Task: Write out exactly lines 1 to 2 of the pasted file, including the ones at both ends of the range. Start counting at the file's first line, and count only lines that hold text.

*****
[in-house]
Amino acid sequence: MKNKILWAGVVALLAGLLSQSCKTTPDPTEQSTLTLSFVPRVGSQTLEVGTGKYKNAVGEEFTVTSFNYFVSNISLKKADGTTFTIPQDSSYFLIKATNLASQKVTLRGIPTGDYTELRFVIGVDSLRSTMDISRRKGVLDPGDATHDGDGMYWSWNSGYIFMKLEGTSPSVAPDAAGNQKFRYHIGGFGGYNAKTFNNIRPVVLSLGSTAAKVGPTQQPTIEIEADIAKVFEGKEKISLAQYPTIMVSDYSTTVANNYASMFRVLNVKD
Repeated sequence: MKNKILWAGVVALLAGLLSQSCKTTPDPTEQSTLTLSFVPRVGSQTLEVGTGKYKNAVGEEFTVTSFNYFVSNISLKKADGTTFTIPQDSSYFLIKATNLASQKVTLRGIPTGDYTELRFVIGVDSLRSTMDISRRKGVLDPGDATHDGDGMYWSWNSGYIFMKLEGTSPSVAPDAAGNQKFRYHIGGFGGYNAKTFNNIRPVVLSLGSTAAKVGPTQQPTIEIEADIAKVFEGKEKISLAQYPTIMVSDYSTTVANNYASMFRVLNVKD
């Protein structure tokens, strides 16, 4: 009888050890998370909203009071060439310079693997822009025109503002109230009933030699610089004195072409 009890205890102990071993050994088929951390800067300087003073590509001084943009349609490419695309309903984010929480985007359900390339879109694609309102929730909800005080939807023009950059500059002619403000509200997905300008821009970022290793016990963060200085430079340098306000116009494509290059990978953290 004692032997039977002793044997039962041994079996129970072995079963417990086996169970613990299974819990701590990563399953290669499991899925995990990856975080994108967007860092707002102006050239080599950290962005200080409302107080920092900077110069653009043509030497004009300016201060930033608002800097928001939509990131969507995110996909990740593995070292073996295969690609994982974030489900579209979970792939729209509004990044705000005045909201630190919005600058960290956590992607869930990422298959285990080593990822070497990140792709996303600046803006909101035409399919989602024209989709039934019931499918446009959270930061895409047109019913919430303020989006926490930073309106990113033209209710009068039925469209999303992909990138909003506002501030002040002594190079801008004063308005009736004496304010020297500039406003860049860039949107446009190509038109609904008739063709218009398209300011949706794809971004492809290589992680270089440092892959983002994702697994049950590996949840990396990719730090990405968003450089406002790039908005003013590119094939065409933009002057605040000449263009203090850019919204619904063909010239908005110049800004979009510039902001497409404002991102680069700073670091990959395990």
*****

[in-house]
Amino acid sequence: MKNKILWAGVVALLAGLLSQSCKTTPDPTEQSTLTLSFVPRVGSQTLEVGTGKYKNAVGEEFTVTSFNYFVSNISLKKADGTTFTIPQDSSYFLIKATNLASQKVTLRGIPTGDYTELRFVIGVDSLRSTMDISRRKGVLDPGDATHDGDGMYWSWNSGYIFMKLEGTSPSVAPDAAGNQKFRYHIGGFGGYNAKTFNNIRPVVLSLGSTAAKVGPTQQPTIEIEADIAKVFEGKEKISLAQYPTIMVSDYSTTVANNYASMFRVLNVKD